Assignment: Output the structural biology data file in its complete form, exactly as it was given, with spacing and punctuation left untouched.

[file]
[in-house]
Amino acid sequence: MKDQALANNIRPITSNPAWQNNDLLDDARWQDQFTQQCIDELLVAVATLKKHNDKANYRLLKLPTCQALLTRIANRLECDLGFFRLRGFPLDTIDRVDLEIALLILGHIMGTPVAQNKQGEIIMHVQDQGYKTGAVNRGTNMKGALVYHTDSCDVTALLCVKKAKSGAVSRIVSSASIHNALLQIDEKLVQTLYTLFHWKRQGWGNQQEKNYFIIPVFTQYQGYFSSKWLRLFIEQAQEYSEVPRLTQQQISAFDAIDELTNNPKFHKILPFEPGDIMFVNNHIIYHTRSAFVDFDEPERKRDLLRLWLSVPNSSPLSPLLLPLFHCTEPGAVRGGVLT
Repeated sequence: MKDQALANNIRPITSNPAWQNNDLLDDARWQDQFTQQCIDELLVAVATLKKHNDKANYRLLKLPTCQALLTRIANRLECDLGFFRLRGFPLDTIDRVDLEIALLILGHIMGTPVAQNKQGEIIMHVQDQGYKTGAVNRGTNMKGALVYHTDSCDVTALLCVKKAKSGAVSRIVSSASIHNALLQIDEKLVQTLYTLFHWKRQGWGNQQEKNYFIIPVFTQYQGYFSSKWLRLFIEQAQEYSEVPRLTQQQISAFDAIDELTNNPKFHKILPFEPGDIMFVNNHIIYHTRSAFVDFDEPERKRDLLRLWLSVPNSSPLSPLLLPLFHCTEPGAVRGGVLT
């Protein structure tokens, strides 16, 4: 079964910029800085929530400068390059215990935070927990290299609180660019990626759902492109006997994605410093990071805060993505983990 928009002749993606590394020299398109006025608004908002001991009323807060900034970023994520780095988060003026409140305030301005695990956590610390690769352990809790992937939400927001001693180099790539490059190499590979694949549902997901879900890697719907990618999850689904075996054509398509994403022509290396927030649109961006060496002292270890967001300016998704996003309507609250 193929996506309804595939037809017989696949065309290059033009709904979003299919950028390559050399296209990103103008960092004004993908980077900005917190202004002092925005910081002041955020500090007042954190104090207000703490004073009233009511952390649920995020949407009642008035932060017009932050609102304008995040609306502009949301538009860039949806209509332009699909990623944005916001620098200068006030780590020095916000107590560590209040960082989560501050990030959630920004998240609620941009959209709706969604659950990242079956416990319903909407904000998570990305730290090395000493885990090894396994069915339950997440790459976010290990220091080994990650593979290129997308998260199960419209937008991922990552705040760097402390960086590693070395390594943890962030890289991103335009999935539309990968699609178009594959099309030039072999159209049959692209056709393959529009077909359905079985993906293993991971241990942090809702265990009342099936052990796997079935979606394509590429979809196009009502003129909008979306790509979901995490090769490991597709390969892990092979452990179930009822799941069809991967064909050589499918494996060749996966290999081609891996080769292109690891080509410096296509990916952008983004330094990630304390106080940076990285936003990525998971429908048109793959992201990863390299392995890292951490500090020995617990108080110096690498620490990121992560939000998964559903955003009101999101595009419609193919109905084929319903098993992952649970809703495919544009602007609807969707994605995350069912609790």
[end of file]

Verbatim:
[in-house]
Amino acid sequence: MKDQALANNIRPITSNPAWQNNDLLDDARWQDQFTQQCIDELLVAVATLKKHNDKANYRLLKLPTCQALLTRIANRLECDLGFFRLRGFPLDTIDRVDLEIALLILGHIMGTPVAQNKQGEIIMHVQDQGYKTGAVNRGTNMKGALVYHTDSCDVTALLCVKKAKSGAVSRIVSSASIHNALLQIDEKLVQTLYTLFHWKRQGWGNQQEKNYFIIPVFTQYQGYFSSKWLRLFIEQAQEYSEVPRLTQQQISAFDAIDELTNNPKFHKILPFEPGDIMFVNNHIIYHTRSAFVDFDEPERKRDLLRLWLSVPNSSPLSPLLLPLFHCTEPGAVRGGVLT
Repeated sequence: MKDQALANNIRPITSNPAWQNNDLLDDARWQDQFTQQCIDELLVAVATLKKHNDKANYRLLKLPTCQALLTRIANRLECDLGFFRLRGFPLDTIDRVDLEIALLILGHIMGTPVAQNKQGEIIMHVQDQGYKTGAVNRGTNMKGALVYHTDSCDVTALLCVKKAKSGAVSRIVSSASIHNALLQIDEKLVQTLYTLFHWKRQGWGNQQEKNYFIIPVFTQYQGYFSSKWLRLFIEQAQEYSEVPRLTQQQISAFDAIDELTNNPKFHKILPFEPGDIMFVNNHIIYHTRSAFVDFDEPERKRDLLRLWLSVPNSSPLSPLLLPLFHCTEPGAVRGGVLT
């Protein structure tokens, strides 16, 4: 079964910029800085929530400068390059215990935070927990290299609180660019990626759902492109006997994605410093990071805060993505983990 928009002749993606590394020299398109006025608004908002001991009323807060900034970023994520780095988060003026409140305030301005695990956590610390690769352990809790992937939400927001001693180099790539490059190499590979694949549902997901879900890697719907990618999850689904075996054509398509994403022509290396927030649109961006060496002292270890967001300016998704996003309507609250 193929996506309804595939037809017989696949065309290059033009709904979003299919950028390559050399296209990103103008960092004004993908980077900005917190202004002092925005910081002041955020500090007042954190104090207000703490004073009233009511952390649920995020949407009642008035932060017009932050609102304008995040609306502009949301538009860039949806209509332009699909990623944005916001620098200068006030780590020095916000107590560590209040960082989560501050990030959630920004998240609620941009959209709706969604659950990242079956416990319903909407904000998570990305730290090395000493885990090894396994069915339950997440790459976010290990220091080994990650593979290129997308998260199960419209937008991922990552705040760097402390960086590693070395390594943890962030890289991103335009999935539309990968699609178009594959099309030039072999159209049959692209056709393959529009077909359905079985993906293993991971241990942090809702265990009342099936052990796997079935979606394509590429979809196009009502003129909008979306790509979901995490090769490991597709390969892990092979452990179930009822799941069809991967064909050589499918494996060749996966290999081609891996080769292109690891080509410096296509990916952008983004330094990630304390106080940076990285936003990525998971429908048109793959992201990863390299392995890292951490500090020995617990108080110096690498620490990121992560939000998964559903955003009101999101595009419609193919109905084929319903098993992952649970809703495919544009602007609807969707994605995350069912609790």